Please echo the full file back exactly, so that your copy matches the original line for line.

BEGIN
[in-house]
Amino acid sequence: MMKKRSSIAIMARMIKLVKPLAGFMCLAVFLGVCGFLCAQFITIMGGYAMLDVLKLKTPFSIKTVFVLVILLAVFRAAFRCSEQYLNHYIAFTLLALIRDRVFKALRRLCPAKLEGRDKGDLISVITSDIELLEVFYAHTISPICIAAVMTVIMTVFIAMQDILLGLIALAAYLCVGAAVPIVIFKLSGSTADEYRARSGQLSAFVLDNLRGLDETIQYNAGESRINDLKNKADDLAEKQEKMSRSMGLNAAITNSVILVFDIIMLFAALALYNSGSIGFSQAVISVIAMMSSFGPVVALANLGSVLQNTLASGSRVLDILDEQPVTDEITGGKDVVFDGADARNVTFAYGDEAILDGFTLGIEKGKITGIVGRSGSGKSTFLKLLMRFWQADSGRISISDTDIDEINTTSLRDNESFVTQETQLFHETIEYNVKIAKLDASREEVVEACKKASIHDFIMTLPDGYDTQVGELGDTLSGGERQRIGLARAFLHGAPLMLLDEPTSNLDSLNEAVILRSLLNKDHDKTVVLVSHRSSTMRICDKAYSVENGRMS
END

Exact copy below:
[in-house]
Amino acid sequence: MMKKRSSIAIMARMIKLVKPLAGFMCLAVFLGVCGFLCAQFITIMGGYAMLDVLKLKTPFSIKTVFVLVILLAVFRAAFRCSEQYLNHYIAFTLLALIRDRVFKALRRLCPAKLEGRDKGDLISVITSDIELLEVFYAHTISPICIAAVMTVIMTVFIAMQDILLGLIALAAYLCVGAAVPIVIFKLSGSTADEYRARSGQLSAFVLDNLRGLDETIQYNAGESRINDLKNKADDLAEKQEKMSRSMGLNAAITNSVILVFDIIMLFAALALYNSGSIGFSQAVISVIAMMSSFGPVVALANLGSVLQNTLASGSRVLDILDEQPVTDEITGGKDVVFDGADARNVTFAYGDEAILDGFTLGIEKGKITGIVGRSGSGKSTFLKLLMRFWQADSGRISISDTDIDEINTTSLRDNESFVTQETQLFHETIEYNVKIAKLDASREEVVEACKKASIHDFIMTLPDGYDTQVGELGDTLSGGERQRIGLARAFLHGAPLMLLDEPTSNLDSLNEAVILRSLLNKDHDKTVVLVSHRSSTMRICDKAYSVENGRMS